Anne Schofield is asking you to donate blood over the holidays in honour of her daughter.
The late Rebecca Schofield of Riverview, N.B., who created the viral #BeccaToldMeTo campaign, asked for people to perform acts of kindness and pass it on.
“It’s like the ultimate act of kindness; it’s a gift of life – you potentially can save a life, how great is that,” says Schofield. “Rebecca would say you’re like a superhero … you’re saving a life.”
One of Becca’s asks of the public was to donate blood. Her mom says blood transfusions helped extend her daughter’s life.
“Especially once she was diagnosed with terminal cancer, she received many blood and plasma donations,” says Schofield.
“We believe that helped us keep her with us for 14 months.”
Schofield says donations made a difference, as Becca was only expected to live for three to 12 months.
She passed away at the age of 18 in February.
WATCH: Second-annual Becca Schofield Day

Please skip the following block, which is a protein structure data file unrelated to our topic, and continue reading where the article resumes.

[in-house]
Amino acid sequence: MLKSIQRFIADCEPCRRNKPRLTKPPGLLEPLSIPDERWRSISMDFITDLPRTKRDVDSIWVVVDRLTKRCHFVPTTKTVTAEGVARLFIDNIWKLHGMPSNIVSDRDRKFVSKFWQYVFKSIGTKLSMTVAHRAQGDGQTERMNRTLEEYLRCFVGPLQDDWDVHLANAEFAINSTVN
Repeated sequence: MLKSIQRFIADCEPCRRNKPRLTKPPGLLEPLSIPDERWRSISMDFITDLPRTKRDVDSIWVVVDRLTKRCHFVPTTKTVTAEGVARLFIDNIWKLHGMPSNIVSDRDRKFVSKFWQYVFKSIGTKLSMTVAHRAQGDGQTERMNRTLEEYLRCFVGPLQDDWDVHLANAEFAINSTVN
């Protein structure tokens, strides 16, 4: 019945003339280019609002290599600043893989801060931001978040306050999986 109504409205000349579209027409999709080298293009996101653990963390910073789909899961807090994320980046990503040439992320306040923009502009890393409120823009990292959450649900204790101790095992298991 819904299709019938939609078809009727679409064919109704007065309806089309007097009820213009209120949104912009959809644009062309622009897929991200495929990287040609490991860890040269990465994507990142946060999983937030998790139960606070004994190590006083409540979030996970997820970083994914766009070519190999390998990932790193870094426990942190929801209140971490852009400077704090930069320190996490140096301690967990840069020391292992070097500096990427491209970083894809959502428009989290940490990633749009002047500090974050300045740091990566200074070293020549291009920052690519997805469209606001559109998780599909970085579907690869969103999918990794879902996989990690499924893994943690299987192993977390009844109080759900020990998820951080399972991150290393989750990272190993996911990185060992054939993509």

Schofield says she’s going to try donating blood for the first time on Boxing Day, along with her husband Darren, who will be donating for the 12th time.
“He’s a bit braver than me … He’ll have to hold my hand,” she says. “But we’ll be here together and we’ll do this for our daughter.”
She says 1,400 donations are needed in New Brunswick by early January, part of 30,000 across Canada.
A new tradition perhaps, Schofield is asking families to take a break from the busy holiday rush and head to a blood clinic.
“We certainly get a lot of people who say that they’ve been influenced by Becca’s story,” says Jacqueline Alain, who is the territory manager for Canadian Blood Services.
Meanwhile, Becca’s mom is encouraging everyone who is eligible to donate.
“I’ve heard of people starting in their 70s to donate blood because they’ve heard of Becca and her request.”